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From Craig L Russell <Craig.Russ...@Sun.COM>
Subject Re: Integrating Autofetch with OpenJPA
Date Tue, 11 Mar 2008 21:16:04 GMT
Hi Ali,

On Mar 11, 2008, at 11:10 AM, Ali H. Ibrahim wrote:

> Hi,
> The way I deal with serializability right now is to make the  
> tracking state in entities/proxies transient which seems reasonable  
> since the tracking is a performance optimization and profiler is  
> local.

I agree it seems reasonable to add a transient variable to use for the  
> The main issue is that callbacks for entities / collections is not  
> enough. In each entity / collection I need to store a reference to  
> the tracking object used to record accesses. I also need to monitor  
> when the entity is actually used for the first time by the program;  
> this is not the same as whether it is lazily instantiated since I  
> want to monitor access to entities that are already loaded. I was  
> hoping that it would not introduce too much overhead since the  
> enhanced entities are already instrumented for lazy access?

Ideally, the overhead for the tracking implementation is low enough to  
run in production, so a real system can dynamically tune itself. That  
would be a real win: install this jar, restart your server, and watch  
the system improve performance all by itself.
> The perfect hook would be to able to modify the enhancing process.

That's certainly an option that you can look into.

The other approach would be to use an IdentityMap of object to  
tracking object that you maintain yourself. When you get a callback,  
see if the object is already being tracked, and if not, create one and  
add it to the map. That's basically how the persistence context works  



> Regards,
> Ali
> Craig L Russell wrote:
>> Hi Ali,
>> There are a number of interesting things that we can do with this  
>> technology, and I'd like to explore them.
>> On Mar 10, 2008, at 10:05 AM, Ali H. Ibrahim wrote:
>>> Hi,
>>> I am interested in writing a connector for OpenJPA and Autofetch.  
>>> Autofetch is an open source project I am working on (

>>> ) which automatically specifies fetch plans for queries. The basic  
>>> approach is to monitor the traversal of query results and "learn"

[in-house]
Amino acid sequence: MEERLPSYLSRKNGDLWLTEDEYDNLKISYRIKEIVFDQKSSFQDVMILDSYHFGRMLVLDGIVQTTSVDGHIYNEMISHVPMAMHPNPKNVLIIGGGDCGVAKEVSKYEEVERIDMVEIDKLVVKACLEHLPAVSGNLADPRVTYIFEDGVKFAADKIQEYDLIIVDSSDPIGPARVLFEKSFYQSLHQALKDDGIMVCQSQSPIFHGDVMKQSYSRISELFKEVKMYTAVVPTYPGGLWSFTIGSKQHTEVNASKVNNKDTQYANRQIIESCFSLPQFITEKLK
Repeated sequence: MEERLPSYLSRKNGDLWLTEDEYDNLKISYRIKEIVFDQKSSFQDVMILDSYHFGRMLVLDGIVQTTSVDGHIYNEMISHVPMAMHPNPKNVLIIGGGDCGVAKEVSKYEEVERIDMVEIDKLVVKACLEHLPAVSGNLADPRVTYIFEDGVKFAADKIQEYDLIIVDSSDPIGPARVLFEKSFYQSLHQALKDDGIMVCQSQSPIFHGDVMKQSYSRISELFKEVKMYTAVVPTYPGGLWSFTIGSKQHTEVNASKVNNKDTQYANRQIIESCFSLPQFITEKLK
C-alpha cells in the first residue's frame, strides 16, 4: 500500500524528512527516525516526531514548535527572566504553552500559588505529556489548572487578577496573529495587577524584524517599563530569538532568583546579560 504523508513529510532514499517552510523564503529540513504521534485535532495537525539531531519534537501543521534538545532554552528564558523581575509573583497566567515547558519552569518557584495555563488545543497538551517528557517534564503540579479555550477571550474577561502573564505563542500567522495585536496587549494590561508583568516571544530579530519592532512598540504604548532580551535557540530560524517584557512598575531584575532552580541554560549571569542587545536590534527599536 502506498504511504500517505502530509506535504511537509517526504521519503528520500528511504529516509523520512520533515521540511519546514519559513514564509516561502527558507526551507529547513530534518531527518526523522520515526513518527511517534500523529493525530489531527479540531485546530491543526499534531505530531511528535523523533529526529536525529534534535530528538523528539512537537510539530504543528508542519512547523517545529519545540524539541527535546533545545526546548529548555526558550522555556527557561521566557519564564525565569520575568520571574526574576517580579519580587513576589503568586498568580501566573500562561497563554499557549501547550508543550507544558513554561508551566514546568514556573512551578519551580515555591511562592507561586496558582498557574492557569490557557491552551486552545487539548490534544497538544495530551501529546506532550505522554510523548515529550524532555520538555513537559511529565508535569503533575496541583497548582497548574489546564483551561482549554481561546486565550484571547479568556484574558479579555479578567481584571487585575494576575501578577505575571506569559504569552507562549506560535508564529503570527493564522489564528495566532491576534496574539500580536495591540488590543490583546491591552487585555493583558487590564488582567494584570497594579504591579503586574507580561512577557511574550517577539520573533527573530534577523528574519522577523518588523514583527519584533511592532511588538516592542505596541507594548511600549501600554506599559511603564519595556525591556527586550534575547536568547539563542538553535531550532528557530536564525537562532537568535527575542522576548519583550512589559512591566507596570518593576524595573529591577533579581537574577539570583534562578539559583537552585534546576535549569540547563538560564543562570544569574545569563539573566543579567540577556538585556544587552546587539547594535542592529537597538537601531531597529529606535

>>> the right fetch plan when you execute similar queries in the  
>>> future. The query result type as well as the program stack is used  
>>> to identify queries and distinguish between query invocations in  
>>> different contexts. The Autofetch web page has an example of the  
>>> software engineering benefits of this approach in addition to the  
>>> simplicity of not having to specify fetch plans. I already have a  
>>> Hibernate connector which works pretty well.
>>> What I am looking for is the appropriate extension points (if  
>>> available) to perform the integration with OpenJPA:
>>> 1. I need to intercept entity property accesses (either via field  
>>> or getter access). I need to be able to do this for proxies as  
>>> well as instantiated entities.
>> A callback from StateManager would probably work best here. One  
>> thing I'd worry about is performance. Calling back a listener on  
>> every field access might be bad, so I'd like to see how to reduce  
>> the impact. Perhaps establish an algorithm in which the callback is  
>> only invoked for every 1000 calls?
>>> 2. I need to be able to store some state in proxies / enhanced  
>>> entities and have them implement an additional interface.
>> This needs a bit more detail. OpenJPA would have to instrument the  
>> entity differently. And implementing an additional interface and  
>> field impacts serializability.
>>> 3. I need to intercept lazy collection instantiation.
>> A StateManager callback is probably the best thing for this.
>>> 4. I need to be able to store some state in a collection  
>>> associations whether they have been instantiated yet or not.
>> We already know this. The internal API could be used instead of  
>> your own extra field.
>>> 5. I need to be able to create a fetch plan dynamically for  
>>> queries, finds, etc. I think this is already pretty  
>>> straightforward in OpenJPA (even easier than Hibernate).
>> This is a good idea, and a callback from the query processor might  
>> be the approach.
>> Let's discuss in some more detail.
>> Craig
>>> For Hibernate, I was able to get points 1,2 by createing a custom  
>>> "tuplizer" which handles instantiating and proxying entities.  
>>> Points 3,4 were harder and required hacking around the  
>>> configuration although I was able to do it without duplicating  
>>> much code and without forking the codebase. Point 5 was taken care  
>>> of by creating custom load listeners and wrapping criteria  
>>> queries, although I have not figured out how to deal with HQL  
>>> queries.
>>> Any help is appreciated.
>>> Regards,
>>> Ali Ibrahim
>> Craig Russell
>> Architect, Sun Java Enterprise System 
>> jdo
>> 408 276-5638
>> P.S. A good JDO? O, Gasp!

Craig Russell
Architect, Sun Java Enterprise System
408 276-5638
P.S. A good JDO? O, Gasp!

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